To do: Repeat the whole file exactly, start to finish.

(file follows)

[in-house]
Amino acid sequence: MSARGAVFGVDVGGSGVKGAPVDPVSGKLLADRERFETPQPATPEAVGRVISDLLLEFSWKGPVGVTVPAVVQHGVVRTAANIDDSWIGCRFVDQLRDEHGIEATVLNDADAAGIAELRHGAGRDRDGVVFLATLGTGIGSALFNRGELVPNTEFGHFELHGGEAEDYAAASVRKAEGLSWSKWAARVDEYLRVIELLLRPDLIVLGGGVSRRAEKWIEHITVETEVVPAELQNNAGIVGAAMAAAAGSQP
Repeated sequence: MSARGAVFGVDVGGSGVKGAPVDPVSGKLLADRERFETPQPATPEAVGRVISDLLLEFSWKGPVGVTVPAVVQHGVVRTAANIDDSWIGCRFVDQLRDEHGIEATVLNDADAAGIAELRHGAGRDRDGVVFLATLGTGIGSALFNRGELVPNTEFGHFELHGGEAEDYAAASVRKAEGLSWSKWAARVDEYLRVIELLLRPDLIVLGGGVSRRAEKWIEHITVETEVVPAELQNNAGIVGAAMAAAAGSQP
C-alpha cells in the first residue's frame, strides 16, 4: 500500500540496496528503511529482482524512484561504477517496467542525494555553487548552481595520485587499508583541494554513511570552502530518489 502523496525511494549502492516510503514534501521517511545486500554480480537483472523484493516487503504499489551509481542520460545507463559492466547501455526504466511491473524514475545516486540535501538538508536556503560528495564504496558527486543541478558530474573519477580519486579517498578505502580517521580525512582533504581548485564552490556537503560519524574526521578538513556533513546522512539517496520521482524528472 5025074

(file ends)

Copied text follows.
[in-house]
Amino acid sequence: MSARGAVFGVDVGGSGVKGAPVDPVSGKLLADRERFETPQPATPEAVGRVISDLLLEFSWKGPVGVTVPAVVQHGVVRTAANIDDSWIGCRFVDQLRDEHGIEATVLNDADAAGIAELRHGAGRDRDGVVFLATLGTGIGSALFNRGELVPNTEFGHFELHGGEAEDYAAASVRKAEGLSWSKWAARVDEYLRVIELLLRPDLIVLGGGVSRRAEKWIEHITVETEVVPAELQNNAGIVGAAMAAAAGSQP
Repeated sequence: MSARGAVFGVDVGGSGVKGAPVDPVSGKLLADRERFETPQPATPEAVGRVISDLLLEFSWKGPVGVTVPAVVQHGVVRTAANIDDSWIGCRFVDQLRDEHGIEATVLNDADAAGIAELRHGAGRDRDGVVFLATLGTGIGSALFNRGELVPNTEFGHFELHGGEAEDYAAASVRKAEGLSWSKWAARVDEYLRVIELLLRPDLIVLGGGVSRRAEKWIEHITVETEVVPAELQNNAGIVGAAMAAAAGSQP
C-alpha cells in the first residue's frame, strides 16, 4: 500500500540496496528503511529482482524512484561504477517496467542525494555553487548552481595520485587499508583541494554513511570552502530518489 502523496525511494549502492516510503514534501521517511545486500554480480537483472523484493516487503504499489551509481542520460545507463559492466547501455526504466511491473524514475545516486540535501538538508536556503560528495564504496558527486543541478558530474573519477580519486579517498578505502580517521580525512582533504581548485564552490556537503560519524574526521578538513556533513546522512539517496520521482524528472 5025074